0009-2614r98r$ - see front matter q 1998 Elsevier Science B.V. All rights reserved. PII: S 0 0 0 9 - 2 6 1 4 Ž 9 8 . 0 1 1 4 9 - X

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Fig. 1. Absorption spectra of oxygen in the Herzberg region with the y-axes in absolute cross-section units: Ža. absorption at a total pressure of 300 Torr with partial pressures of 60 Torr of oxygen and 240 Torr of nitrogen; Žb. absorption at the same total pressure Ž300 Torr. of pure oxygen; and Žc. difference between Ža. and Žb.. Note that the Wulf bands are no longer present but the discrete lines have not cancelled perfectly because the individual spectral lines of the 300 Torr pure oxygen spectrum are saturated.

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tion systems of O 2 , Herzberg I ŽA3 Sq –X3 Sy ., u g Herzberg II Žc1 Sy –X3 Sy . and Herzberg III ŽAX3D u – u g X3 Sy . w4,5x. The Herzberg I system is the strongest g and all of the obvious sharp lines in Fig. 1 arise from it w4x. There is also an accompanying true continuum Ž200–242 nm. that represents bound-free transitions of O 2 from the ground state to the OŽ3 P. q OŽ3 P. first dissociation limit w6x. This Herzberg continuum is the rising slope in Fig. 1 starting at 41260 cmy1 and proceeding to higher wavenumbers. The six lowest bound states of O 2 , A3 Sq , AX3D u , c1 Sy , u u b1 Sq , a1D g , and X3 Sy , all correlate to this first g g dissociation limit Žsee fig. 4 in Ref. w6x.. The dimer Žor dimol. bands of O 2 are exemplified by the O 2 b1 Sq q O 2 b1 Sq § O 2 X3 Sy g g g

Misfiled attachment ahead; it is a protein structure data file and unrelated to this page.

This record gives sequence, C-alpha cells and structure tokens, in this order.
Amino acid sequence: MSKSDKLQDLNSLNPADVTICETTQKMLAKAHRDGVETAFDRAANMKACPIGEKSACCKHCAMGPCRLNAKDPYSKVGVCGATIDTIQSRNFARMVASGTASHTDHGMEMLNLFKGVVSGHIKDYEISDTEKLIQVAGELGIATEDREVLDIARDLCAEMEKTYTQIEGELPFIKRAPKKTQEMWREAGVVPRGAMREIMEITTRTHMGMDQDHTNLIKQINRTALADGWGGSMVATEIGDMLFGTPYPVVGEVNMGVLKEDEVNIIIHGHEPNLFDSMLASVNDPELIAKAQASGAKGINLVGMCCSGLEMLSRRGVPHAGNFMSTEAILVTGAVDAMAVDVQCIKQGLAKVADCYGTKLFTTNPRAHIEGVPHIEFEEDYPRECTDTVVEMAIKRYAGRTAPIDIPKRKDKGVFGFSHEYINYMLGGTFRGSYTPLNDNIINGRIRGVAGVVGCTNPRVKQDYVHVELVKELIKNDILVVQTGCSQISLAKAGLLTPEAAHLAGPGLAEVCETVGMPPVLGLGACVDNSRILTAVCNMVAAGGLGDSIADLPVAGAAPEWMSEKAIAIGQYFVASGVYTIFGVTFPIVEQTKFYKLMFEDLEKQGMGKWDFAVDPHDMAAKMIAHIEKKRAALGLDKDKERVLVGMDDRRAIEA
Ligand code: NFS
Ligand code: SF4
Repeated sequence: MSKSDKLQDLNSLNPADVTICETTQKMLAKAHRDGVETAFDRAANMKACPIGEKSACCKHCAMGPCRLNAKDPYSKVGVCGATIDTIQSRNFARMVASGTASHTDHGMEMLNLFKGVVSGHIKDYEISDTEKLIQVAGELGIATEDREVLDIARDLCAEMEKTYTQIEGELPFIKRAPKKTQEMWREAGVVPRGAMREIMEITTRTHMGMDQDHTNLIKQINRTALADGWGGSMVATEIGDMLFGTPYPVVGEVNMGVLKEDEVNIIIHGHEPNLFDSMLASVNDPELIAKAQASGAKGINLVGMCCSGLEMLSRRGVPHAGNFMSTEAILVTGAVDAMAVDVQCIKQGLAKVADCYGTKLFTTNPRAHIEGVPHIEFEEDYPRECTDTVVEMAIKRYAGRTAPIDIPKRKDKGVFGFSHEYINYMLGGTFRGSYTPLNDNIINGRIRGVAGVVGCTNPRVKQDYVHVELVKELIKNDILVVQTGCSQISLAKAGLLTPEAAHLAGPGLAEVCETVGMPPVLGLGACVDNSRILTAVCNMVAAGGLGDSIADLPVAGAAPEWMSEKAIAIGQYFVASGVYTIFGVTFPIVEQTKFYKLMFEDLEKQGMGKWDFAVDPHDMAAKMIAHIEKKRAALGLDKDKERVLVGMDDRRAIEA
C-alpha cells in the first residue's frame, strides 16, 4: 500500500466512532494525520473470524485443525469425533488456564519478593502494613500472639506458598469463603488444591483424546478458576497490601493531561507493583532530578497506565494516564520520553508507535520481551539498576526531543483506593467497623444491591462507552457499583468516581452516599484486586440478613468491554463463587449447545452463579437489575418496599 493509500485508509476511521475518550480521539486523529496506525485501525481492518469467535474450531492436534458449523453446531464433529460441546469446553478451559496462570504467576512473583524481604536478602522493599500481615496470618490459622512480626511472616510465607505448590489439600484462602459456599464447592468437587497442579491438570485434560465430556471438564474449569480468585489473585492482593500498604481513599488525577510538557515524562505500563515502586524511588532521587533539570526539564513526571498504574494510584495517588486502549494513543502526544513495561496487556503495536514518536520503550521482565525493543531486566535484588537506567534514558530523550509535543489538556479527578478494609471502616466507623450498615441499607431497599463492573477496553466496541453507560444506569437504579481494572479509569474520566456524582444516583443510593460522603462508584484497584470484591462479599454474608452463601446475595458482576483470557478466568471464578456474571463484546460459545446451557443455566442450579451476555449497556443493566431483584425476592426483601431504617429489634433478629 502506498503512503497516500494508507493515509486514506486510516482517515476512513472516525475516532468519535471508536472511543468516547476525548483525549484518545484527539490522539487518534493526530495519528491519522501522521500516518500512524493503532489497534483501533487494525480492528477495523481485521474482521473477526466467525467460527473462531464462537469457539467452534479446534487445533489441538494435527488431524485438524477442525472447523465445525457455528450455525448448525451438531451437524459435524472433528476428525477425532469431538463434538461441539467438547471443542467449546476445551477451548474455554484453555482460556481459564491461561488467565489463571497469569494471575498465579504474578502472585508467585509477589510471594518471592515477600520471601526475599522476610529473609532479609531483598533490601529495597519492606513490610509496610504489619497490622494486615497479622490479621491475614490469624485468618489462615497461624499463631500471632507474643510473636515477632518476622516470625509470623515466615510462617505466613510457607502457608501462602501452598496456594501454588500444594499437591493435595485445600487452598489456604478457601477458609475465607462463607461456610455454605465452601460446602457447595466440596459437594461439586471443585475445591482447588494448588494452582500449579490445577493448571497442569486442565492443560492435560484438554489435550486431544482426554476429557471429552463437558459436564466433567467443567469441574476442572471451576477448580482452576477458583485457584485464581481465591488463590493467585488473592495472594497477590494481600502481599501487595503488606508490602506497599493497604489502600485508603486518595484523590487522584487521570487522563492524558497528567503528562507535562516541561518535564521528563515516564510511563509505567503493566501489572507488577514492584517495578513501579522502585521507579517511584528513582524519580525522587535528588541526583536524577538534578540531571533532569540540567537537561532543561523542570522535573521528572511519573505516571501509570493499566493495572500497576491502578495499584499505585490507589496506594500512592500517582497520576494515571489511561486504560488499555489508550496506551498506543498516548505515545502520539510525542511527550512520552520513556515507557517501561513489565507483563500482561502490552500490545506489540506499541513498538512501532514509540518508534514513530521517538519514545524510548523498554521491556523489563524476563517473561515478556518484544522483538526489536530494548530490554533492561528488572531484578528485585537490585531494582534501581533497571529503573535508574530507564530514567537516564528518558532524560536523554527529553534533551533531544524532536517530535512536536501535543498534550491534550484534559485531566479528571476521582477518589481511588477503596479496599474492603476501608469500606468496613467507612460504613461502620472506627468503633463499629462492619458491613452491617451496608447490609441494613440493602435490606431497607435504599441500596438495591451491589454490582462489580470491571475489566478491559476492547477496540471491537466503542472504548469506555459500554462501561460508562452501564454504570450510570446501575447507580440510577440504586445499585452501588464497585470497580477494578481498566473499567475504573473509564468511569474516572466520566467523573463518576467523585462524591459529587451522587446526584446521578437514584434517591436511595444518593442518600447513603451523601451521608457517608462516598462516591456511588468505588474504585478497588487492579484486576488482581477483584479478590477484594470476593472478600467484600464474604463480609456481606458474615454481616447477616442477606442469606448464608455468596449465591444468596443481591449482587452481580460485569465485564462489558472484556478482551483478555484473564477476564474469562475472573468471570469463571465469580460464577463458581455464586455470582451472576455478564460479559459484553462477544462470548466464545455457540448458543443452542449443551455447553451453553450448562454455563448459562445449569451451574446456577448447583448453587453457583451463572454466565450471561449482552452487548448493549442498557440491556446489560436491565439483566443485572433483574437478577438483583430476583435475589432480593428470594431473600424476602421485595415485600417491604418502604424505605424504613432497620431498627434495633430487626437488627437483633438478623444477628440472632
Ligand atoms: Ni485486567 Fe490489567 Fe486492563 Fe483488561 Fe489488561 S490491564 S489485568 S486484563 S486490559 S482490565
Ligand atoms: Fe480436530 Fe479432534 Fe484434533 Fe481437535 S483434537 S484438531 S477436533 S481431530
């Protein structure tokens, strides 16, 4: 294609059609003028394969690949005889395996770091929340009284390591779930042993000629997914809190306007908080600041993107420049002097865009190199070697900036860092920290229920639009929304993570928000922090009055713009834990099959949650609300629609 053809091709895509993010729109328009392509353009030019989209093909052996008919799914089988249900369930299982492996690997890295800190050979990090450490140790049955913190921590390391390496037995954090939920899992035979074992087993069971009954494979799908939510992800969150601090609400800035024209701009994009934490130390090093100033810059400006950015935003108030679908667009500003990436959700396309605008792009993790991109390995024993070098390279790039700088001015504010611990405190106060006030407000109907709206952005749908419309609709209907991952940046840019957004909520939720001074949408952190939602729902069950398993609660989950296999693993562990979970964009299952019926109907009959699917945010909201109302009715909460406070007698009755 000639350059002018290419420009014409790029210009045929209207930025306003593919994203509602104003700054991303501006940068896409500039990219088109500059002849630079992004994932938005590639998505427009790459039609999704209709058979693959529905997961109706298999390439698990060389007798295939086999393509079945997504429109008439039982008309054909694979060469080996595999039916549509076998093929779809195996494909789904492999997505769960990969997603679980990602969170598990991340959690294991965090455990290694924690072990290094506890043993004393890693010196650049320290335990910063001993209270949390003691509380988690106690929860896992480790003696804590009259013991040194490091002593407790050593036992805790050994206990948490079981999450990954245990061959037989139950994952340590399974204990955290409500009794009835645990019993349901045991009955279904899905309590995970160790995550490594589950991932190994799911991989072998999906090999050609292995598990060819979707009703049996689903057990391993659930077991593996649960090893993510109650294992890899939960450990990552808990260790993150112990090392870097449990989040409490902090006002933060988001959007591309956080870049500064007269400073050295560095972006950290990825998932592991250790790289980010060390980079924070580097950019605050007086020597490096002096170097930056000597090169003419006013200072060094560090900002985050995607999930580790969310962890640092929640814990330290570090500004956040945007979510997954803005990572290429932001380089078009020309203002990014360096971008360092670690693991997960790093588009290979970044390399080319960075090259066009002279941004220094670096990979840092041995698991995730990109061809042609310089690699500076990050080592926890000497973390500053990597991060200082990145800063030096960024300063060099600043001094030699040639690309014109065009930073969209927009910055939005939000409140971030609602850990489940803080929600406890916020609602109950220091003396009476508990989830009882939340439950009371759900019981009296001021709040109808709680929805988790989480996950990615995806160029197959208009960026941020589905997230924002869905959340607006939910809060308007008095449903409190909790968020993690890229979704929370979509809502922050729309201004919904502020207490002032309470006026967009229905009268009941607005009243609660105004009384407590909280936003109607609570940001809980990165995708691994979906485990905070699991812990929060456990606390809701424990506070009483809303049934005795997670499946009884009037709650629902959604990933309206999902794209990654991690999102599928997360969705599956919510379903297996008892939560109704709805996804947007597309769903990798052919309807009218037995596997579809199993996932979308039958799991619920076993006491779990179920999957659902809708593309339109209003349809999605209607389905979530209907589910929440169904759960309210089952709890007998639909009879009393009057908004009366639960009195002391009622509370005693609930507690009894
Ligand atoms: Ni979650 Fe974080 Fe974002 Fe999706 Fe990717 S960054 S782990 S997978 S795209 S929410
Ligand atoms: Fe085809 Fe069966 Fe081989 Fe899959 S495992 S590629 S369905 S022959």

try in the O 2 molecule and they also induce mixing of the upper state with other states that have allowed electronic transitions to the ground state. The appearance of the CIA bands does not depend strongly on the nature of the collisional partner. Tabisz et al. w12x summarize some additional features of CIA as applicable to these near-infrared O 2 band systems. Underlying the Herzberg systems in the near UV are some additional diffuse bands with triplet structure first seen by Wulf w14x in 1928 ŽFig. 3.. Huber and Herzberg w15x comment that: At high pressure and in liquid O 2 a fairly strong progression of diffuse triplets has been studied by many investigators. This progression appears to be the analog in ŽO 2 . 2 of the AX –X bands Žtheir intensity increases with the square of the pressure.. In fact, we will show that the Wulf bands are not due to the oxygen dimer but are CIA bands. The spectra of the Wulf bands were recorded at the University of Reims using a 50 m base-path multiple reflection cell. A total path length of 400 m was used. The measurements Ž2 cmy1 resolution. were made using a 1000 W Xe arc lamp as a source and the mobile Bruker IFS 120 M Fourier transform spectrometer of the Free University of Brussels. The 28000–42000 cmy1 region was covered with a UV vacuum diode detector and 1024 scans were co-added in 66 min of integration. This work is part of an extensive Brussels–Reims collaboration on the line positions, line strengths and pressure broadening coefficients of the Herzberg systems of O 2 . A large number of spectra have been recorded at both low and high resolution and detailed results will be reported elsewhere w16x. The Wulf bands have the same strength and appearance as long as the total pressure is unchanged. This is illustrated by Fig. 1. In Fig. 1a, the total pressure is 300 Torr made up of 60 Torr of O 2 and 240 Torr of N2 , while in Fig. 1b the 300 Torr pure oxygen spectrum is plotted. The known density of O 2 has been used to convert the y-axes into absolute absorption cross-section units. The Wulf bands are the underlying structure in the baseline while the sharp structures are mainly the discrete lines of the Herzberg I ŽA3 Sq –X3 Sy . bands. Fig. 1c is the u g difference between the two spectra and shows no sign of the Wulf bands. The discrete structure does